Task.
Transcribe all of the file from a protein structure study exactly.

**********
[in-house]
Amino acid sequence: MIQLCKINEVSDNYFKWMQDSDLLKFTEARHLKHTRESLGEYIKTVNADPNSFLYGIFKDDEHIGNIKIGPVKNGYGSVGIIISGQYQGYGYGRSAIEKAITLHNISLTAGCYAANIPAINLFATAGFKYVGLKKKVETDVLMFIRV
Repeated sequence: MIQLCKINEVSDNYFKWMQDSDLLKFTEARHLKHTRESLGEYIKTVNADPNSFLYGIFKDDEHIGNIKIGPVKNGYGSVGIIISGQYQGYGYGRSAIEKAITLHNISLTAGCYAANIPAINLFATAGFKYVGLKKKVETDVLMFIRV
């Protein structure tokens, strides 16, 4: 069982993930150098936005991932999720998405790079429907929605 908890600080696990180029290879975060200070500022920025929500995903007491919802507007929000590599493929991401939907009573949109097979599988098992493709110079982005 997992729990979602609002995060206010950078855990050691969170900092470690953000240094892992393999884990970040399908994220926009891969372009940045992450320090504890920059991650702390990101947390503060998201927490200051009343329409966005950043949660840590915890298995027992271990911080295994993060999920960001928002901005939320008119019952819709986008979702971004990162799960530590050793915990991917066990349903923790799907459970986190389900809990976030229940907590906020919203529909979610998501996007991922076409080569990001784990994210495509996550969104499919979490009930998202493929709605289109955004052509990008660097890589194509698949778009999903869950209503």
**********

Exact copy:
[in-house]
Amino acid sequence: MIQLCKINEVSDNYFKWMQDSDLLKFTEARHLKHTRESLGEYIKTVNADPNSFLYGIFKDDEHIGNIKIGPVKNGYGSVGIIISGQYQGYGYGRSAIEKAITLHNISLTAGCYAANIPAINLFATAGFKYVGLKKKVETDVLMFIRV
Repeated sequence: MIQLCKINEVSDNYFKWMQDSDLLKFTEARHLKHTRESLGEYIKTVNADPNSFLYGIFKDDEHIGNIKIGPVKNGYGSVGIIISGQYQGYGYGRSAIEKAITLHNISLTAGCYAANIPAINLFATAGFKYVGLKKKVETDVLMFIRV
């Protein structure tokens, strides 16, 4: 069982993930150098936005991932999720998405790079429907929605 908890600080696990180029290879975060200070500022920025929500995903007491919802507007929000590599493929991401939907009573949109097979599988098992493709110079982005 997992729990979602609002995060206010950078855990050691969170900092470690953000240094892992393999884990970040399908994220926009891969372009940045992450320090504890920059991650702390990101947390503060998201927490200051009343329409966005950043949660840590915890298995027992271990911080295994993060999920960001928002901005939320008119019952819709986008979702971004990162799960530590050793915990991917066990349903923790799907459970986190389900809990976030229940907590906020919203529909979610998501996007991922076409080569990001784990994210495509996550969104499919979490009930998202493929709605289109955004052509990008660097890589194509698949778009999903869950209503």